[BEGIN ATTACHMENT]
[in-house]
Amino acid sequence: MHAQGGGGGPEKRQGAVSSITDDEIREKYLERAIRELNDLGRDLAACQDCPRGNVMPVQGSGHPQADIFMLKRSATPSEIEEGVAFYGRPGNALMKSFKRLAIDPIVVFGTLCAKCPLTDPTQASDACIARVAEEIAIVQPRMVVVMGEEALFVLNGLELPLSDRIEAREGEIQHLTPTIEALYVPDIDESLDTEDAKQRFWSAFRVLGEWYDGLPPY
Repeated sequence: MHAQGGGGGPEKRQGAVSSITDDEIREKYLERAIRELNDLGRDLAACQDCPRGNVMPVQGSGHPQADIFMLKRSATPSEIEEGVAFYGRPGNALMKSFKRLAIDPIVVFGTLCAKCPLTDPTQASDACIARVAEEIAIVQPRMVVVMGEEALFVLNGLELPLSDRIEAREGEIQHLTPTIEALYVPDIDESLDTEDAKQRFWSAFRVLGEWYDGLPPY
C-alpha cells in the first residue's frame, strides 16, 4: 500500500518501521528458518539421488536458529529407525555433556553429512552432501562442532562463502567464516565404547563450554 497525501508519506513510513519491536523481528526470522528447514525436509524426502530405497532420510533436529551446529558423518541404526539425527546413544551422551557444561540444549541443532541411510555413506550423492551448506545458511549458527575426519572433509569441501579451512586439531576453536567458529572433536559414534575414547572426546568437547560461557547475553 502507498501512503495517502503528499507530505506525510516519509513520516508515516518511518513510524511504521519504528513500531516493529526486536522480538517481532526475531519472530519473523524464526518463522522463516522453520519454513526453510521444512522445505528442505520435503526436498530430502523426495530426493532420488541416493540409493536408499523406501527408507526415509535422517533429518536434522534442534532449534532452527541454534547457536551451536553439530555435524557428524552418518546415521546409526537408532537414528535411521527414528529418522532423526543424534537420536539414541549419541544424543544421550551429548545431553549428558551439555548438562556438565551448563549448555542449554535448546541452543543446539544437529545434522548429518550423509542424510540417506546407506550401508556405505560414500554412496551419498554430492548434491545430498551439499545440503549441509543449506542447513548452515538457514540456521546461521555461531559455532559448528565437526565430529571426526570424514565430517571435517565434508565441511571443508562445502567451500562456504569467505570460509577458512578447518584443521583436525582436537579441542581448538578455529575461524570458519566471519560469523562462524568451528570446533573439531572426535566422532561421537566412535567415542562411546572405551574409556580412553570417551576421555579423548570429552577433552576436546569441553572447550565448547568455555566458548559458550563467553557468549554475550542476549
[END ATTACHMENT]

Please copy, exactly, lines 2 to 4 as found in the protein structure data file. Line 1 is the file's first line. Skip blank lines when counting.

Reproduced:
Amino acid sequence: MHAQGGGGGPEKRQGAVSSITDDEIREKYLERAIRELNDLGRDLAACQDCPRGNVMPVQGSGHPQADIFMLKRSATPSEIEEGVAFYGRPGNALMKSFKRLAIDPIVVFGTLCAKCPLTDPTQASDACIARVAEEIAIVQPRMVVVMGEEALFVLNGLELPLSDRIEAREGEIQHLTPTIEALYVPDIDESLDTEDAKQRFWSAFRVLGEWYDGLPPY
Repeated sequence: MHAQGGGGGPEKRQGAVSSITDDEIREKYLERAIRELNDLGRDLAACQDCPRGNVMPVQGSGHPQADIFMLKRSATPSEIEEGVAFYGRPGNALMKSFKRLAIDPIVVFGTLCAKCPLTDPTQASDACIARVAEEIAIVQPRMVVVMGEEALFVLNGLELPLSDRIEAREGEIQHLTPTIEALYVPDIDESLDTEDAKQRFWSAFRVLGEWYDGLPPY
C-alpha cells in the first residue's frame, strides 16, 4: 500500500518501521528458518539421488536458529529407525555433556553429512552432501562442532562463502567464516565404547563450554 497525501508519506513510513519491536523481528526470522528447514525436509524426502530405497532420510533436529551446529558423518541404526539425527546413544551422551557444561540444549541443532541411510555413506550423492551448506545458511549458527575426519572433509569441501579451512586439531576453536567458529572433536559414534575414547572426546568437547560461557547475553 502507498501512503495517502503528499507530505506525510516519509513520516508515516518511518513510524511504521519504528513500531516493529526486536522480538517481532526475531519472530519473523524464526518463522522463516522453520519454513526453510521444512522445505528442505520435503526436498530430502523426495530426493532420488541416493540409493536408499523406501527408507526415509535422517533429518536434522534442534532449534532452527541454534547457536551451536553439530555435524557428524552418518546415521546409526537408532537414528535411521527414528529418522532423526543424534537420536539414541549419541544424543544421550551429548545431553549428558551439555548438562556438565551448563549448555542449554535448546541452543543446539544437529545434522548429518550423509542424510540417506546407506550401508556405505560414500554412496551419498554430492548434491545430498551439499545440503549441509543449506542447513548452515538457514540456521546461521555461531559455532559448528565437526565430529571426526570424514565430517571435517565434508565441511571443508562445502567451500562456504569467505570460509577458512578447518584443521583436525582436537579441542581448538578455529575461524570458519566471519560469523562462524568451528570446533573439531572426535566422532561421537566412535567415542562411546572405551574409556580412553570417551576421555579423548570429552577433552576436546569441553572447550565448547568455555566458548559458550563467553557468549554475550542476549